Cumbria’s tourism leaders are urging a rethink on proposals to close ticket offices at railway stations throughout the county.
The plans have been drawn up by the industry body Rail Delivery Group, which is proposing the closure of 1,000 ticket offices nationwide, including stations across Cumbria.
Cumbria Tourism says the move would not only negatively impact local communities, but would be off-putting to visitors looking for help and information when they arrive in Cumbria. It would also create an additional barrier for passengers with disabilities and accessibility needs, as well as people wanting to make more sustainable transport choices.
Surveys carried out by the Rail User Group on the Lakes line indicate that – at certain times of year – 75% of journeys are leisure visitors. Many of these people are irregular rail travellers who are unfamiliar with the local public transport system and the geography of the area; this means the help and support of ticketing staff is invaluable.
For international visitors, the ability to discuss travel plans with a real person and gain the confidence they need to make the journey is doubly important.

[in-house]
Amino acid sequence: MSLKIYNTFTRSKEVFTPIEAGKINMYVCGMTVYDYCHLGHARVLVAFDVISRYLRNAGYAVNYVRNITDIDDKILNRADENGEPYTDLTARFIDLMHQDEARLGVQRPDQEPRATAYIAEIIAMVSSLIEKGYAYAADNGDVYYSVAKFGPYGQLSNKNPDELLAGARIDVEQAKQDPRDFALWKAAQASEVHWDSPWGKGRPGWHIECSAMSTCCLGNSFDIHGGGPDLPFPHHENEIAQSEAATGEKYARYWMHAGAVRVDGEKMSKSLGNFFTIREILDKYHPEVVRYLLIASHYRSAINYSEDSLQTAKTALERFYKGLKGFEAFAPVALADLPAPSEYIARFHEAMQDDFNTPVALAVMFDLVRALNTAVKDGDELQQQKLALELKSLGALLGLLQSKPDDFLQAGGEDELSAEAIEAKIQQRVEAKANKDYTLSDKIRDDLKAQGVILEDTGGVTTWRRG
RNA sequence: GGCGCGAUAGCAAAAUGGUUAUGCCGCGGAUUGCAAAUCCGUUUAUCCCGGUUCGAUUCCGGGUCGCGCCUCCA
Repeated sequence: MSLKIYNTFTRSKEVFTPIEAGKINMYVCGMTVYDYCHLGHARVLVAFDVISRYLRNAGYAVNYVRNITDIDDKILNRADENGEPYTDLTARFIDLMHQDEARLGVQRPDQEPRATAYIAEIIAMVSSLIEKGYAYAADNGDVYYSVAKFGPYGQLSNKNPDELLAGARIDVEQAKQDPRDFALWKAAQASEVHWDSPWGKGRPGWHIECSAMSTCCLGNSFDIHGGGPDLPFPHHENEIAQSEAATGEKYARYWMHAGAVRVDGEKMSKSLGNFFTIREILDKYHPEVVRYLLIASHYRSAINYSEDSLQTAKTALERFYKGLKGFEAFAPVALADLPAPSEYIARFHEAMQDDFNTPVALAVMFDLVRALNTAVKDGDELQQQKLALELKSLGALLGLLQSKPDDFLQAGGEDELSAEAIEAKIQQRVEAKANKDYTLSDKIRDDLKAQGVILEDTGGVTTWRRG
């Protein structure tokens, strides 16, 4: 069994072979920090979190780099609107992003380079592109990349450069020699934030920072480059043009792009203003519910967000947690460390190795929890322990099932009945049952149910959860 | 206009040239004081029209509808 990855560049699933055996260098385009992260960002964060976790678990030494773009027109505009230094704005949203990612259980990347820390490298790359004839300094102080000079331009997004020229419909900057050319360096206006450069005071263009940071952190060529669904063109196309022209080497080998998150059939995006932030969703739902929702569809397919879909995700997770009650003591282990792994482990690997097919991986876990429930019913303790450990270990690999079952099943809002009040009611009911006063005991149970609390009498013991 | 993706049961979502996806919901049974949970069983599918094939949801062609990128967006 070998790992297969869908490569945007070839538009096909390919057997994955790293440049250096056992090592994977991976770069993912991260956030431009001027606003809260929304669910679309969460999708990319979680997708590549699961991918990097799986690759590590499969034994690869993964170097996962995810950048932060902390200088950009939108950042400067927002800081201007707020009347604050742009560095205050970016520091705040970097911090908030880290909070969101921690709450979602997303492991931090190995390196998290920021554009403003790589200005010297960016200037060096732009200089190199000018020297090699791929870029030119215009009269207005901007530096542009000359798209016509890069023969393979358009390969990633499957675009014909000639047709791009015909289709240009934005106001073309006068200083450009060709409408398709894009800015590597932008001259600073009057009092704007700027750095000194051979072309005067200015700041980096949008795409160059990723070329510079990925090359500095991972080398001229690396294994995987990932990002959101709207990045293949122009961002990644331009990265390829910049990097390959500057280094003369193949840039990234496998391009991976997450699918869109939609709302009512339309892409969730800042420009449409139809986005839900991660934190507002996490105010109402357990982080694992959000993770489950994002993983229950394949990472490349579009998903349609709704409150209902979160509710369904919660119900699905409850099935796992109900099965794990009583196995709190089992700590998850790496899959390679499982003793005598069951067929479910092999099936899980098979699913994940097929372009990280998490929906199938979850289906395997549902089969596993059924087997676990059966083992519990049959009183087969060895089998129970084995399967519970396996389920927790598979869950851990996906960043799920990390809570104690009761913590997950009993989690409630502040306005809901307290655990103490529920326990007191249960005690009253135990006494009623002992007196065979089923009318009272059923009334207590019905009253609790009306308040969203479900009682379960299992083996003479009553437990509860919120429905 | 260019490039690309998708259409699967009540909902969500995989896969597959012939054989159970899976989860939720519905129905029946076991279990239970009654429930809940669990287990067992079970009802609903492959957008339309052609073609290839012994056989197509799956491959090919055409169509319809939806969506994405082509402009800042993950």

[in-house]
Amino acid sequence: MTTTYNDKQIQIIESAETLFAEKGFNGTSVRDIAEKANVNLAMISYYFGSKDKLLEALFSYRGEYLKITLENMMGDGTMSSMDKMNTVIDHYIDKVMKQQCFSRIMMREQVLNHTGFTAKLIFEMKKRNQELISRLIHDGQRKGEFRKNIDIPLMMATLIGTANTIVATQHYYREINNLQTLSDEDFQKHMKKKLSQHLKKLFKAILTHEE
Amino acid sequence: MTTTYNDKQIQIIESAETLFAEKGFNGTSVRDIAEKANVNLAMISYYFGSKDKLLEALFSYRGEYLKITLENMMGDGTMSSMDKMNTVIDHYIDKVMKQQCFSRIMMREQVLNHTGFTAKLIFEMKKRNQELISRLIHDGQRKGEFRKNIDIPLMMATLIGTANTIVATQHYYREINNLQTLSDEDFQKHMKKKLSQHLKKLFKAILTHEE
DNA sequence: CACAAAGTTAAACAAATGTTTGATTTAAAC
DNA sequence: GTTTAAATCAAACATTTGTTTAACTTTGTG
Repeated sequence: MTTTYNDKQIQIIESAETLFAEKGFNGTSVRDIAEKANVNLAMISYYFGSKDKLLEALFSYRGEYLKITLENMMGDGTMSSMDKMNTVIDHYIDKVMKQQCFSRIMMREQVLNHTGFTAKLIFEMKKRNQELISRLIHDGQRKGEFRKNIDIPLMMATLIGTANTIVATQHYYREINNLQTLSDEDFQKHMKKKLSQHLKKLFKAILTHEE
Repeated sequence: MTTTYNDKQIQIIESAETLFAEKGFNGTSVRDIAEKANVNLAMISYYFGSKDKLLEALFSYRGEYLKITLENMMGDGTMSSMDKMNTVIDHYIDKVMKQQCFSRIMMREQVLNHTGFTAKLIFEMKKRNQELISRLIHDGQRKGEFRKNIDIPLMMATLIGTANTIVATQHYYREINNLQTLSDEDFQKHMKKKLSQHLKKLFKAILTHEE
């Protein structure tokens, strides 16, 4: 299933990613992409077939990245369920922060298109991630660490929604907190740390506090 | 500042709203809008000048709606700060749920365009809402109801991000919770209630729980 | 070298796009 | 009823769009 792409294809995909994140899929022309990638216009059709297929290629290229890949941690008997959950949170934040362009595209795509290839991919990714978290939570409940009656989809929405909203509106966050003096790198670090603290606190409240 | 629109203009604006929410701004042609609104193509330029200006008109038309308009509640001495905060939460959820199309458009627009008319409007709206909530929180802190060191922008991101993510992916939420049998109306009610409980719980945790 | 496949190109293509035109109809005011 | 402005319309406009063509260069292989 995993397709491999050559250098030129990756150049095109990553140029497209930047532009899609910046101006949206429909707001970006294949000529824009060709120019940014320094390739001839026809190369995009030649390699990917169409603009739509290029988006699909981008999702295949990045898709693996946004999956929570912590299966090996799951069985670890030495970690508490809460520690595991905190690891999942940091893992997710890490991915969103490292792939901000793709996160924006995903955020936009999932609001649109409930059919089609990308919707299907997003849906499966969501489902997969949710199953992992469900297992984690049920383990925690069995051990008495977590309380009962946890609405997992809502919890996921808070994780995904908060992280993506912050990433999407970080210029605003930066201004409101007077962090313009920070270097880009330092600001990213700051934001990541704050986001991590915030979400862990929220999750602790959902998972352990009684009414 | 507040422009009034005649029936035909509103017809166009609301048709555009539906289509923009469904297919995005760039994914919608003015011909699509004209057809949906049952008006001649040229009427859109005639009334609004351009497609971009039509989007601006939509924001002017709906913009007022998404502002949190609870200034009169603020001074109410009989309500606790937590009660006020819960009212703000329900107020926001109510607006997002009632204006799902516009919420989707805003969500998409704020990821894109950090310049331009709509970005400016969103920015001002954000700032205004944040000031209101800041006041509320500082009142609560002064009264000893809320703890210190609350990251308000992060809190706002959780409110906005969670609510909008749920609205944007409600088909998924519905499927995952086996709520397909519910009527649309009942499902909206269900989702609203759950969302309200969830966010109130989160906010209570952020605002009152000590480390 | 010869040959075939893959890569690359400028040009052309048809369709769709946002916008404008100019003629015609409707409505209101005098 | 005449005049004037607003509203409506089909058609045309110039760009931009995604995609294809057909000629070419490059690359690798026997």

Cumbria Tourism President Jim Walker says: “Cumbria is a rural visitor destination with an above average number of people continuing to use ticket offices compared to the rest of the country. As a county, we also have a super aging population who are less likely to engage with smart technology and often prefer to pay in cash.
“A lot of people go to booking offices to ask for information, journey planning, advice and other bits of information, but these enquiries are not necessarily logged anywhere.
“I understand the pressure on the finances, but this is completely the wrong time to do it, when we are trying to actively promote more sustainable ways to get around and get our public transport systems back on track.”
He adds, “A public consultation about the proposal is due to end next Wednesday 26 July and we are urging individuals and businesses with concerns about the plans to formally make their voices heard.”